Too often when we engage people regardless of the venue, many of us forget to consider who it is we are talking to and thus mis-communication occurs.
In this chapter McGrath argues that the book of Acts and the Gospel accounts should be used as an apologetic for non-believers and skeptics seeking faith. The reason is because unlike Paul’s letters which are primarily addressed to the believing community (his audience) not skeptical seekers, Acts and the Gospels are.
In the book of Acts, McGrath points out three different apologetic approaches that are audience sensitive thus making the gospel presentation more impacting. First, before his Jewish audience, Peter’s apologetic appeals to the Old Testament for his proclamation. He explained the fact of Christ’s life, death and resurrection and interpreted its meaning, namely, that Jesus of Nazareth is the long awaited Messiah. Peter appealed to the authority for monotheistic Jews—Torah, and grounded his message in it (Acts 2-4).
Second, before his Athenian audience, Paul’s apologetic appeals to common ground on Mars Hill. Here, Paul explains the nature of who the “unknown God” is, by appealing to creation, their poets and finally Christ’s resurrection. Had Paul appealed first to the Scriptures, it would not have been effective (he probably wouldn’t have gotten an audience) because Torah was not authoritative to the Athenians, but their philosophers were (Acts 17).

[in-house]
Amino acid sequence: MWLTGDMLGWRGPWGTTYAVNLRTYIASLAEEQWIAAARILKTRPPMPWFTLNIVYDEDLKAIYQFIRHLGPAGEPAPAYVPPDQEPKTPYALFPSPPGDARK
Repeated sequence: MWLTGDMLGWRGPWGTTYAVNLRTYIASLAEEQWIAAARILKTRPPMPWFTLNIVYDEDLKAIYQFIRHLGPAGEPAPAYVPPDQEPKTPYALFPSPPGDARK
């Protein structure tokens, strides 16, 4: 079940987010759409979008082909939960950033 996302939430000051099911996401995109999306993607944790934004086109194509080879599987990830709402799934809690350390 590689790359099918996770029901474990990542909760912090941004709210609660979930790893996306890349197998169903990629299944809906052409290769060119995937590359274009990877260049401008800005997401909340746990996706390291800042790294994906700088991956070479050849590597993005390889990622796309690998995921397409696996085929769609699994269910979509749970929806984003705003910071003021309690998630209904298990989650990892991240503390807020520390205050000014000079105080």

Third, before the Roman Court, Paul’s apologetic appeals to legal terminology and reasoning. The apostle here by using the language of the court culminates his message in Christ’s resurrection which assures God’s nearness and thus none can hide from Him (Acts 25-27).
These examples serve as a reminder to all believers that the audience does and should (generally speaking) consider the audience before a particular apologetic approach is followed.
McGrath affirms that critics and skeptics abound, thus depending on the person and the situation, our methods must change but never our message. That’s obvious in Acts and should be in our encounters as well. This will require loving sacrifice of our time, energy and money to get better equipped. See pages 68-70 for general and specific examples of dealing with differing worldviews.